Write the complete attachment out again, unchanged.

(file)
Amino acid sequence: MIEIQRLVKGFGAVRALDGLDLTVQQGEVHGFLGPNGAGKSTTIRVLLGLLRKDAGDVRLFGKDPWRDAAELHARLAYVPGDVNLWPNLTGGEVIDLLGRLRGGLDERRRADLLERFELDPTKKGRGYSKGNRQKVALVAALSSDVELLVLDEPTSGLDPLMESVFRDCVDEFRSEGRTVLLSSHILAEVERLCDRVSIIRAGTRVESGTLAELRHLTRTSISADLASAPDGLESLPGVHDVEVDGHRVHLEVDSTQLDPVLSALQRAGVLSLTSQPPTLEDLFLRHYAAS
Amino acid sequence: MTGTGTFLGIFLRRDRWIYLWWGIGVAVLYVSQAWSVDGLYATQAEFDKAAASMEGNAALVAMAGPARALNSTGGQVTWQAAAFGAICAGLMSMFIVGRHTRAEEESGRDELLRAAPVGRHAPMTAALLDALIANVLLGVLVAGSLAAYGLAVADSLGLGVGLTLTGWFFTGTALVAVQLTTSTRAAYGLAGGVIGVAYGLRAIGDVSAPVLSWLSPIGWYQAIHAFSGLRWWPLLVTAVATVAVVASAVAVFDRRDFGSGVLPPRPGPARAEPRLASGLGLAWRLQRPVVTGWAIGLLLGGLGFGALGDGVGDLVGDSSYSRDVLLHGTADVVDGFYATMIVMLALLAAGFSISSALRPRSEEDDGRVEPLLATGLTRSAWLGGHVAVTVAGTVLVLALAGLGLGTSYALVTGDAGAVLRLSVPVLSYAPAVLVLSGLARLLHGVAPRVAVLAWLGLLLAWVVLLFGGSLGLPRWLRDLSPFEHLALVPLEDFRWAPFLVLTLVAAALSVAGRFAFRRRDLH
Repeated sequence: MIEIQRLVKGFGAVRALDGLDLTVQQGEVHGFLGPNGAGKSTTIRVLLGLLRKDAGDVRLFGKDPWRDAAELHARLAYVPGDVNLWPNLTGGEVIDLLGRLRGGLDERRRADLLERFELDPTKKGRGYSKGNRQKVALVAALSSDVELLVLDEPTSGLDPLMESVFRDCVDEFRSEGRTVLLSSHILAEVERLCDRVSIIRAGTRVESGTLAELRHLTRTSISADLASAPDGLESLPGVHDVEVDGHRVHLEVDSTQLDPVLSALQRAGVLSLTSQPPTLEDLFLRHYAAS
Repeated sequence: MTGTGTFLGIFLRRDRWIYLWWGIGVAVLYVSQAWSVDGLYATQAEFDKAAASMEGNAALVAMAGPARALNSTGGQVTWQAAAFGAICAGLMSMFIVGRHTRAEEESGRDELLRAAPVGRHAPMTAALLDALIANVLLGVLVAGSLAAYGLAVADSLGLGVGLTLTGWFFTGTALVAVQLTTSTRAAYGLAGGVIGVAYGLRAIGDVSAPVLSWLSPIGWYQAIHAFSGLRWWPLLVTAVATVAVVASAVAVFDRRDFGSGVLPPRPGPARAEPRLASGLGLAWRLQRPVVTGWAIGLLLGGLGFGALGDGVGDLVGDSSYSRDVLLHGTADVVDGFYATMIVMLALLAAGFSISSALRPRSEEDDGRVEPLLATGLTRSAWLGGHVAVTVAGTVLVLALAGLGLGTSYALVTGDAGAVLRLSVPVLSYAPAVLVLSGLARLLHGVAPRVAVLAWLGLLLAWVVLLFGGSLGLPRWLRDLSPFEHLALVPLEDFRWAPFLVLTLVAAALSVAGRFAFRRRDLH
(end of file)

Amino acid sequence: MIEIQRLVKGFGAVRALDGLDLTVQQGEVHGFLGPNGAGKSTTIRVLLGLLRKDAGDVRLFGKDPWRDAAELHARLAYVPGDVNLWPNLTGGEVIDLLGRLRGGLDERRRADLLERFELDPTKKGRGYSKGNRQKVALVAALSSDVELLVLDEPTSGLDPLMESVFRDCVDEFRSEGRTVLLSSHILAEVERLCDRVSIIRAGTRVESGTLAELRHLTRTSISADLASAPDGLESLPGVHDVEVDGHRVHLEVDSTQLDPVLSALQRAGVLSLTSQPPTLEDLFLRHYAAS
Amino acid sequence: MTGTGTFLGIFLRRDRWIYLWWGIGVAVLYVSQAWSVDGLYATQAEFDKAAASMEGNAALVAMAGPARALNSTGGQVTWQAAAFGAICAGLMSMFIVGRHTRAEEESGRDELLRAAPVGRHAPMTAALLDALIANVLLGVLVAGSLAAYGLAVADSLGLGVGLTLTGWFFTGTALVAVQLTTSTRAAYGLAGGVIGVAYGLRAIGDVSAPVLSWLSPIGWYQAIHAFSGLRWWPLLVTAVATVAVVASAVAVFDRRDFGSGVLPPRPGPARAEPRLASGLGLAWRLQRPVVTGWAIGLLLGGLGFGALGDGVGDLVGDSSYSRDVLLHGTADVVDGFYATMIVMLALLAAGFSISSALRPRSEEDDGRVEPLLATGLTRSAWLGGHVAVTVAGTVLVLALAGLGLGTSYALVTGDAGAVLRLSVPVLSYAPAVLVLSGLARLLHGVAPRVAVLAWLGLLLAWVVLLFGGSLGLPRWLRDLSPFEHLALVPLEDFRWAPFLVLTLVAAALSVAGRFAFRRRDLH
Repeated sequence: MIEIQRLVKGFGAVRALDGLDLTVQQGEVHGFLGPNGAGKSTTIRVLLGLLRKDAGDVRLFGKDPWRDAAELHARLAYVPGDVNLWPNLTGGEVIDLLGRLRGGLDERRRADLLERFELDPTKKGRGYSKGNRQKVALVAALSSDVELLVLDEPTSGLDPLMESVFRDCVDEFRSEGRTVLLSSHILAEVERLCDRVSIIRAGTRVESGTLAELRHLTRTSISADLASAPDGLESLPGVHDVEVDGHRVHLEVDSTQLDPVLSALQRAGVLSLTSQPPTLEDLFLRHYAAS
Repeated sequence: MTGTGTFLGIFLRRDRWIYLWWGIGVAVLYVSQAWSVDGLYATQAEFDKAAASMEGNAALVAMAGPARALNSTGGQVTWQAAAFGAICAGLMSMFIVGRHTRAEEESGRDELLRAAPVGRHAPMTAALLDALIANVLLGVLVAGSLAAYGLAVADSLGLGVGLTLTGWFFTGTALVAVQLTTSTRAAYGLAGGVIGVAYGLRAIGDVSAPVLSWLSPIGWYQAIHAFSGLRWWPLLVTAVATVAVVASAVAVFDRRDFGSGVLPPRPGPARAEPRLASGLGLAWRLQRPVVTGWAIGLLLGGLGFGALGDGVGDLVGDSSYSRDVLLHGTADVVDGFYATMIVMLALLAAGFSISSALRPRSEEDDGRVEPLLATGLTRSAWLGGHVAVTVAGTVLVLALAGLGLGTSYALVTGDAGAVLRLSVPVLSYAPAVLVLSGLARLLHGVAPRVAVLAWLGLLLAWVVLLFGGSLGLPRWLRDLSPFEHLALVPLEDFRWAPFLVLTLVAAALSVAGRFAFRRRDLH